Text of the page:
Courses ranged from academic to spiritual, and included everything from English, French, The Art of Conversation and Arithmetic to Meditation, Examination of the Conscience and Bible Study, which was seen to encourage spiritual discipline. The curriculum also included the arts: drawing, sewing, painting on porcelain, as well as harp and piano lessons. Students also had access to a telescope to study celestial bodies and astronomy.
However, despite this rich and religious curriculum, students also received a lesson in the paranormal if they listened to the persistent rumours or experienced anything uncanny.
Lynda da Silveira, a former Villa Maria student, now works at the school. She has taken a keen interest in the ghosts that haunt the place, and was recently interviewed by the Montreal Gazette about the alleged paranormal activities that unfold at Villa Maria.
She described one prominent story about a rope in the original building that dangles from the second floor above the main hall, with a school bell attached on the end. According to da Silveria, students refer to it as “the hanging rope” and whisper that at 11 p.m. sharp, it sometimes begins swaying on its own accord.
According to legend, a man was having a passionate affair with a married woman and he brought her to the Monklands Hotel for a romantic tryst. The woman, fearing she would be caught, hastily abandoned the man at the hotel one night. Devastated, his mind darkened and he became forlorn.
“That night he hanged himself with the rope,” said da Silveira. “It is said that at the time of his hanging which was 11 p.m., oftentimes, you can see the rope moving. And the chime of the bell will sound like the agonized cry of a dying man…We all refer to it as the hanging rope.”
Da Silveira also has a theory about the paranormal activities that happen on the fourth floor, which include flickering lights, gusts of cold wind, phantom footsteps and disembodied weeping sounds and sometimes even laughter.
“Lots of teachers and staff throughout the years will tell you that weird stuff happens on that floor all the time,” Da Silveira said. “So you’ll be sitting there, and suddenly a gust of cold wind will come from nowhere. The lights will turn off. It sounds like someone is walking across the room, even though you’re the only one left.” According to the Montreal Gazette, some of the teachers have even reported hearing disembodied laughter.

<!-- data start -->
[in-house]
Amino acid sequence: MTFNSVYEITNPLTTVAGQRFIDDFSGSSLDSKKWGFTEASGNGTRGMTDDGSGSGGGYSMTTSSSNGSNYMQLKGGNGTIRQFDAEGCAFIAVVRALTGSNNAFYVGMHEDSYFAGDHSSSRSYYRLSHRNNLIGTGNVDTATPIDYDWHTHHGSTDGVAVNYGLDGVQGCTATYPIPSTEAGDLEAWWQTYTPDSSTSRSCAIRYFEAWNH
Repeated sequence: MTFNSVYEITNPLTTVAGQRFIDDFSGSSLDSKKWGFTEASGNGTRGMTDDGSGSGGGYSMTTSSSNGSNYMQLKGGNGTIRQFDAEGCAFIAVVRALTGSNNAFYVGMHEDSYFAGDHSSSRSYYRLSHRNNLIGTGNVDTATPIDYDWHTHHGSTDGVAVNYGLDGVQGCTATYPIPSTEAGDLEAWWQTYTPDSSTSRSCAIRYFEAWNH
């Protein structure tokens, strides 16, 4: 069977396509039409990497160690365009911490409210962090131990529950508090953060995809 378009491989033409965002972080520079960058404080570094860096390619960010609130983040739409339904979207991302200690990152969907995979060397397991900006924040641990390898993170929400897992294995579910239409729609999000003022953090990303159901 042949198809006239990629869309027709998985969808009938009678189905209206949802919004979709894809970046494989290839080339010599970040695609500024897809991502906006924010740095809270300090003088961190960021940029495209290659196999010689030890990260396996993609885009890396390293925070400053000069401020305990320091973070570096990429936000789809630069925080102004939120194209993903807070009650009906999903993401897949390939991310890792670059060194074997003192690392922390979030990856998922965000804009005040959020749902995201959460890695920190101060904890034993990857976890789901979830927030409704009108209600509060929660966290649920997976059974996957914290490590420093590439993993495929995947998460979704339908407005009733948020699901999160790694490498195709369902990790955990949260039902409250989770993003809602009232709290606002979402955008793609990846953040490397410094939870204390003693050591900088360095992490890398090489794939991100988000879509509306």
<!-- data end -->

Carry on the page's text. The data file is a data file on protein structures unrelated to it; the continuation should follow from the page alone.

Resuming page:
Apparently these strange activities might be related to a student named Lillian Stubbs, who boarded there during the late 1870s. According to the tale, Lillian longed to return home to Texas for the summer holidays, but unfortunately she contracted cholera, a deadly and contagious disease. Due to the risk of infecting others, Lillian was quarantined in the school for the summer and kept under the care and supervision of the nuns.
Despite being cared for by the nuns and Mother Superior, Lillian was unable to ward off the cholera and died in a Spartan bedroom in the school in 1880, far away from her family and home.
She was buried in the school’s crypt on July 25, 1880, below a tombstone carved with an angel. In death, Lillian joined other notable members of the school who had died there, including several student victims of smallpox and even one Mother Superior, who died two days before Christmas in 1875 during an epidemic.
Death continued to stalk the school, and in 1928, two more young girls perished. One student was only 6 years old when she developed pneumonia following a bout of measles, whereas the other girl died of scarlet fever.
Returning to the hauntings, da Silveira stated: “During the school year at night, you can hear footsteps of a girl running up and down the fourth floor, and you can hear a girl laughing and slamming doors…But during the Christmas holiday, the footsteps go silent, and what you hear instead is weeping.”
Perhaps the mysterious Yuletide weeping is related to the tragic death of the Mother Superior. It is unknown whether the other paranormal events are related to Lillian Stubbs or other girls who succumbed to disease, or some other undiscovered spirit that haunts the upper floors of the school.
Whatever the case, Villa Maria was declared an historic monument in 1951 because of its historic importance and notable residents over the years.